Almodovar’s “Volver” was shown as the very first film (before the Society was even formed), so we have chosen his latest film as part of the 10th anniversary. After a casual encounter, a brokenhearted woman decides to confront her life and the most important events about her stranded daughter
Spanish auteur Pedro Almodóvar’s latest, his most moving and entrancing work since 2006’s Volver, is a sumptuous and heartbreaking study of the viral nature of guilt, the mystery of memory and the often unendurable power of love. At times, the emotional intrigue plays more like a Hitchcock thriller than a romantic melodrama, with Alberto Iglesias’s superb Herrmannesque score (the director cites Toru Takemitsu, Mahler and Alban Berg as influential) heightening the noir elements, darkening the bold splashes of red, blue and white.
Three short stories from the Canadian author Alice Munro’s 2004 volume Runaway provide the source material, but the spirit of Patricia Highsmith looms large as strangers on a train fuel the circling narrative (one character even observes that he is becoming a Highsmith obsessive). I was also startled to find echoes of George Sluizer’s Dutch-French 1988 chiller Spoorloos in the depiction of a life defined by the disappearance of a loved one, although there is a tenderness here wholly lacking from Sluizer’s altogether more unforgiving work. Emma Suárez is fabulous as Julieta, a beautiful, erudite, middle-aged woman leaving Madrid for Portugal to start a new life with Lorenzo (Talk to Her’s Darío Grandinetti). But a chance meeting with a childhood friend of her estranged daughter, Antía, sideswipes Julieta’s future plans. Instead of moving forward, she returns to the apartment block where she and Antía once lived, to write the story of their tragic, quasi-mythical odyssey.
Transported back to the 80s, we meet the younger Julieta, now played with equal vigour by Adriana Ugarte, one of the film’s many talismanic doublings. For this spiky-haired classics teacher (Greek myth flows through these stories), a nocturnal train journey provides a fateful brief encounter with love and death, laying the tracks for all that is to come: her relationship with Galician fisherman Xoan (Daniel Grao), the birth of their beloved daughter, Antía, and the predestined separation from both. Almodóvar initially planned to use Munro’s stories as the basis of an English-language feature, yet bringing the material to Spain puts the writer-director on fertile home ground. As with 1997’s Live Flesh and 2011’s The Skin I Live In, Julieta may have a literary source but the result is entirely Almodóvar’s own.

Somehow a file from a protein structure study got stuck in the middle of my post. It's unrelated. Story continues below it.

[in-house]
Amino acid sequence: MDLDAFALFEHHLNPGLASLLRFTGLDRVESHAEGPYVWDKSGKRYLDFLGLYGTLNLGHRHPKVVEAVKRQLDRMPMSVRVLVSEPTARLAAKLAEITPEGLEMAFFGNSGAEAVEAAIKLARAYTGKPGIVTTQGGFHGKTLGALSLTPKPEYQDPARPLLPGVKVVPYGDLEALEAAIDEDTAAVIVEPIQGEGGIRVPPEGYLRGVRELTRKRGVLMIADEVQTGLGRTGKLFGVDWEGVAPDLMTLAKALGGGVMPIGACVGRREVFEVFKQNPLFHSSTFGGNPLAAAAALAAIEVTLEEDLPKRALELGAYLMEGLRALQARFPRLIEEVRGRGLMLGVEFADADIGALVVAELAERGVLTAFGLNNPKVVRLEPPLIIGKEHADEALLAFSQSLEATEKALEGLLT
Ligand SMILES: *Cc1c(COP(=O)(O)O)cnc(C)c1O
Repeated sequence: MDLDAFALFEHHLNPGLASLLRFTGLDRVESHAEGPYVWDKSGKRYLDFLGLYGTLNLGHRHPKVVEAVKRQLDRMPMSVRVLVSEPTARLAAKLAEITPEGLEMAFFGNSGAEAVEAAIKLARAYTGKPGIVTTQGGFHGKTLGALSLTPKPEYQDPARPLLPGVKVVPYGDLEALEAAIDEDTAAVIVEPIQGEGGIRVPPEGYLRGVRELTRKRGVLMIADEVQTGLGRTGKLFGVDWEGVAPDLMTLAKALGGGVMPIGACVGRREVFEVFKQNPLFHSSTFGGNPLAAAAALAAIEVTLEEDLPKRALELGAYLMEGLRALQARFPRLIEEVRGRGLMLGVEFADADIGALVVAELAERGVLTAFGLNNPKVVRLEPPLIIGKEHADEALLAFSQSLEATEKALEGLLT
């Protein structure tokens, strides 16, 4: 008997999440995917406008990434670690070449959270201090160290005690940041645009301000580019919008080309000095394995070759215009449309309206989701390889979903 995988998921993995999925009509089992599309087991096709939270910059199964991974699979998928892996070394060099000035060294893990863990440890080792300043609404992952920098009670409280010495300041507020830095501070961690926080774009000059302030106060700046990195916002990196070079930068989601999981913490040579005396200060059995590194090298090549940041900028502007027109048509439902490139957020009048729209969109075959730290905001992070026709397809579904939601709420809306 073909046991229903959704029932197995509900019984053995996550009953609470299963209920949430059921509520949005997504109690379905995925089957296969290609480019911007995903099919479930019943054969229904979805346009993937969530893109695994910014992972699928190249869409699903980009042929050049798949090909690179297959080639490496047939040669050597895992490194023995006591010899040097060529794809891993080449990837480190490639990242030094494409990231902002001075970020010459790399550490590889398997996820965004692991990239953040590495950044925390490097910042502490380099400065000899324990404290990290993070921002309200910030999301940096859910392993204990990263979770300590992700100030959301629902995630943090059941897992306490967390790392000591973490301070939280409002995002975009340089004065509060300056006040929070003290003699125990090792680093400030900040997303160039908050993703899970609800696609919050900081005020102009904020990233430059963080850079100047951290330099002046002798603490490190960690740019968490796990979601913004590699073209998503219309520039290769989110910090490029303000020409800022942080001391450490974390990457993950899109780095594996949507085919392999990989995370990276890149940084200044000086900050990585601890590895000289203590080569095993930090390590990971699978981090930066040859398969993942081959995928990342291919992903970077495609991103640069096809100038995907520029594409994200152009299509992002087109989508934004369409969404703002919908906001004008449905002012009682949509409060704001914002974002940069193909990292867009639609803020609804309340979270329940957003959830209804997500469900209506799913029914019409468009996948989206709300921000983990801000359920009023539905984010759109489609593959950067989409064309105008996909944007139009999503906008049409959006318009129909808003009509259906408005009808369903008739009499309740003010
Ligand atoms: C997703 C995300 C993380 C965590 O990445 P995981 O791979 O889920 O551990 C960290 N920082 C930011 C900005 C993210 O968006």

We open on a close-up of the undulating folds of a crimson dress, resembling both a heart and flower, signalling the thicker-than-water themes that will course through the narrative. As Julieta moves back and forth through time and space, Sonia Grande’s costumes and Antxón Gómez’s production design tell their own story – the stark lines of a room in which the past has been erased contrasting with the noisy clutter of a space filled with memories; the fragmented patterns of a gown matching the jagged edges of a torn photograph that Julieta sticks together to face her past; a blue garment framing a crimson cake that is ritually binned as another lonely birthday passes. After the exhaustingly camp sociopolitical satire of 2013’s I’m So Excited!, it’s a relief to find Almodóvar returning to the more introspective themes of such superior work as All About My Mother or The Flower of My Secret. Yet for all the director’s avowed “desires for containment” in a drama that he insists contains no “humour or any mixing of genres”, Julieta still manages to unite the disparate elements of Almodóvar’s unruly career.